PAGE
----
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Sean M. Healey & AMG Center for ALS
ALS research at Mass General
The ALS Multidisciplinary Clinic in the Healey Center for ALS at Mass General supports living better.
Sexual health and sexuality are important aspects of a person’s well-being, regardless of age, personal circumstances, or state of health. While most often associated with physical sexual relationships, sexuality is actually a considerably more complex aspect of our lives.
Sexuality is an issue for many people with ALS and their partners. Understanding how ALS affects sexuality is the first step to alleviating any problems with sex and intimacy that the disease may pose.
How ALS Affects Sex Life:
Direct Effects on Sexual Activity:
Impact on the Partner
The partners of people who have ALS may also experience feelings and psychological symptoms that affect his or her intimacy and sexual desire. Grief, fear, stress, and depression are common symptoms among the partners and many, who are often also the main caregiver, may experience exhaustion and resentment over care duties. Combined, these feelings may affect sexual feelings and intimacy. Switching between the roles of lover and caregiver may also be difficult. Often, it is difficult for partners to talk about these issues with their loved one who has ALS.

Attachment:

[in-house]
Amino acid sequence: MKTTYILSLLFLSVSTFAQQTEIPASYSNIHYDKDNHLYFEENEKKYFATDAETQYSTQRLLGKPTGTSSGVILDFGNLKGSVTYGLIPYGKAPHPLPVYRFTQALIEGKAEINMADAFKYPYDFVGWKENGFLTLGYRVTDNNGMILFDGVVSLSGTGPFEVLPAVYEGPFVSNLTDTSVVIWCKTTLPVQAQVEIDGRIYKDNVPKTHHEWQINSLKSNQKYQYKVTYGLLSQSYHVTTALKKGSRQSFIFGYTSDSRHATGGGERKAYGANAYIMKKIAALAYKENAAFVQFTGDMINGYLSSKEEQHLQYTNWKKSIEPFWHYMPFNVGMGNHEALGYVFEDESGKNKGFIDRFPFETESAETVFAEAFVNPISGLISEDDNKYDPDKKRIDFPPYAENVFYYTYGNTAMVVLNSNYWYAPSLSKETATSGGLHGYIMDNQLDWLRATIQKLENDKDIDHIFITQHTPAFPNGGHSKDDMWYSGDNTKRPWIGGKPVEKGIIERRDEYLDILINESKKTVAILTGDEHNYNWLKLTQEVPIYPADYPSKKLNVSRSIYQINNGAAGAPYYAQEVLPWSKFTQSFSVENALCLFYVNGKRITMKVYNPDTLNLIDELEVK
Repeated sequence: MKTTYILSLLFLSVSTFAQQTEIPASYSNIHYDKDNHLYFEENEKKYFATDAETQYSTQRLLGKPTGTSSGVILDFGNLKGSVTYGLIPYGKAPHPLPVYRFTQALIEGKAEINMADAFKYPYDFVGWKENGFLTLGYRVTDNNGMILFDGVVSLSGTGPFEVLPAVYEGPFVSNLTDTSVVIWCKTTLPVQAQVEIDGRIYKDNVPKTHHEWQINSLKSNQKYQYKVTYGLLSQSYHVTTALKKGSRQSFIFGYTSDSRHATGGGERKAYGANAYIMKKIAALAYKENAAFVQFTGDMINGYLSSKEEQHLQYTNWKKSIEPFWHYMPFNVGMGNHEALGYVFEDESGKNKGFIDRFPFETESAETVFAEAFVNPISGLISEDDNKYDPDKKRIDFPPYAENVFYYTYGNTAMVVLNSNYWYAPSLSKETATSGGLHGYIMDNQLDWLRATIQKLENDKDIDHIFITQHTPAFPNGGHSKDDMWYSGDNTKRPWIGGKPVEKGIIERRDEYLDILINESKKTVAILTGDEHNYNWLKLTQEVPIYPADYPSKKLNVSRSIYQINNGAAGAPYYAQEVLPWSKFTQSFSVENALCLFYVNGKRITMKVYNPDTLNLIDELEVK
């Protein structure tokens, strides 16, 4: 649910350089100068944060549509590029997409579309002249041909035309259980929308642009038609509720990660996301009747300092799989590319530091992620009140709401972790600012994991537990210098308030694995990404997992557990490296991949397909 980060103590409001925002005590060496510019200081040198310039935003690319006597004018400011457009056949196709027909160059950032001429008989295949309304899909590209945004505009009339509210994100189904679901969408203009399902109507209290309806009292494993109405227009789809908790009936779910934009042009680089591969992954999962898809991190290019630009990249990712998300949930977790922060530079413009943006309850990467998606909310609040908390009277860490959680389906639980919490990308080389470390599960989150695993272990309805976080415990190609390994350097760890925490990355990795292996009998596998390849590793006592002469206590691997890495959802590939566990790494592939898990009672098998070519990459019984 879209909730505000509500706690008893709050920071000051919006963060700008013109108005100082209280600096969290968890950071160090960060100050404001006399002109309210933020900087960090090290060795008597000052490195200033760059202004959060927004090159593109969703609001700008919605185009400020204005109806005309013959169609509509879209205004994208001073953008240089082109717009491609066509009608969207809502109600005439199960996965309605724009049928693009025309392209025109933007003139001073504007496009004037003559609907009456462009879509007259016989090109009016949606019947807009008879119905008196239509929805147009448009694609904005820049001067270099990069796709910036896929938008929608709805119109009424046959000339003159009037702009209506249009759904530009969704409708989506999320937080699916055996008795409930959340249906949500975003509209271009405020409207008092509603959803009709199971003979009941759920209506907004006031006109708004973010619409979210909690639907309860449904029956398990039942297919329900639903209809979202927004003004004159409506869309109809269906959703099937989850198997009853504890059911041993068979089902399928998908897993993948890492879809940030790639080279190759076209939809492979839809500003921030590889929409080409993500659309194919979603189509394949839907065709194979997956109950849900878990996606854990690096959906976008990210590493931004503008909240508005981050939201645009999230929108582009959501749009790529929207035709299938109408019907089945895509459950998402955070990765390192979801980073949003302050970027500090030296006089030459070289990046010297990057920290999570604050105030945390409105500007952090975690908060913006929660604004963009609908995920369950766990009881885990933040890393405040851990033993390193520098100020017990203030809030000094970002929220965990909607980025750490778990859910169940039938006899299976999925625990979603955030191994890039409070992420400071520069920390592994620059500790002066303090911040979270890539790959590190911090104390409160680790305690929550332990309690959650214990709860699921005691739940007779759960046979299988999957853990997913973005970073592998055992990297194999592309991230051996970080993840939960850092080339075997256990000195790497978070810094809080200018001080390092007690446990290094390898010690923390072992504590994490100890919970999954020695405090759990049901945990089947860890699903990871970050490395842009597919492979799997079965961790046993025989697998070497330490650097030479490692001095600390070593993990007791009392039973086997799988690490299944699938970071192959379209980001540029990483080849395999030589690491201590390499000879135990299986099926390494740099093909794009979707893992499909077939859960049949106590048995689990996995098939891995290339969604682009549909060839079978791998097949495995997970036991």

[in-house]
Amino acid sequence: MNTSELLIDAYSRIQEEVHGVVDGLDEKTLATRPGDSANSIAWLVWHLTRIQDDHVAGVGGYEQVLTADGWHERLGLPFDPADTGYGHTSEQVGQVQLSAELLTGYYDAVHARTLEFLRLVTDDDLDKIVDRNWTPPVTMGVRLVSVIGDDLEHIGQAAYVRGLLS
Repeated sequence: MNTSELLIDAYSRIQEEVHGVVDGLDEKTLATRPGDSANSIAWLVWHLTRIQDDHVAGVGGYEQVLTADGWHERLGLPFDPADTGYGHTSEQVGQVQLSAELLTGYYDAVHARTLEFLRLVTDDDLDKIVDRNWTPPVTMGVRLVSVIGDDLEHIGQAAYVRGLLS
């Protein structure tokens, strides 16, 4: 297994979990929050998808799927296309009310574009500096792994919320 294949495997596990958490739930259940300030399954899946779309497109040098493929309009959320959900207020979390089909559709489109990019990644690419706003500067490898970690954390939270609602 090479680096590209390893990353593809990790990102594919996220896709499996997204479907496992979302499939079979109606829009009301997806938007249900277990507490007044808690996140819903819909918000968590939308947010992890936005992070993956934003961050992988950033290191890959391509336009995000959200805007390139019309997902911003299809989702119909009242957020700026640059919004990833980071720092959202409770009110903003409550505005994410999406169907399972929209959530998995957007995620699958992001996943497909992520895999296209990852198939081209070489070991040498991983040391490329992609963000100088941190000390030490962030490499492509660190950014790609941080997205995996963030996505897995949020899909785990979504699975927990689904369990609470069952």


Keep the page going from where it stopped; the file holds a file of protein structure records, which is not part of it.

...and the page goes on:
Addressing Problems that Affect Sex and Intimacy:
Communicating with Your Partner
The first step to addressing sexual difficulties is acknowledging them and understanding them. It is important to talk about these challenges with your partner. The inability to discuss sex and intimacy with your partner is often the biggest problem. Avoiding these issues can easily lead to an avoidance of sex and other intimate contact. Although it may be difficult to bring up the subject of sex with your partner, sharing fears and worries will help you better understand each other’s concerns. Confiding in one another often brings a couple closer and may help lessen or resolve your fears.
Your Healthcare Team Can Help
Talking to your healthcare team about sexual concerns is also helpful – they deal with these issues on a routine basis so you should feel comfortable bringing these concerns up with them up. Your healthcare team can answer questions and address your concerns while also providing resources and possible treatments. The occupational and physical therapists can suggest ways to minimize discomfort and physical barriers to sexual activities as well as ways which help you conserve your energy. If negative feelings are interfering with your sense of intimacy with your partner, psychologists and other mental health professionals may be helpful. In many cases, depression is very treatable with therapy, medication, or a combination of both.
You may need to redefine sexuality to fit your new situation, which will continue to evolve with disease progression. Most couples have many ways of exploring sexual feelings with each other. If familiar sexual roles and positions are no longer possible, it may be helpful to talk to your partner about experimenting with new techniques. Again, communicating needs and desires to each other will often help you and your partner become closer and experience a deeper sense of intimacy. There are many books on exploring sexuality and intimacy which may be helpful, including some written specifically for people with physical challenges. Please see the resource list which follows.
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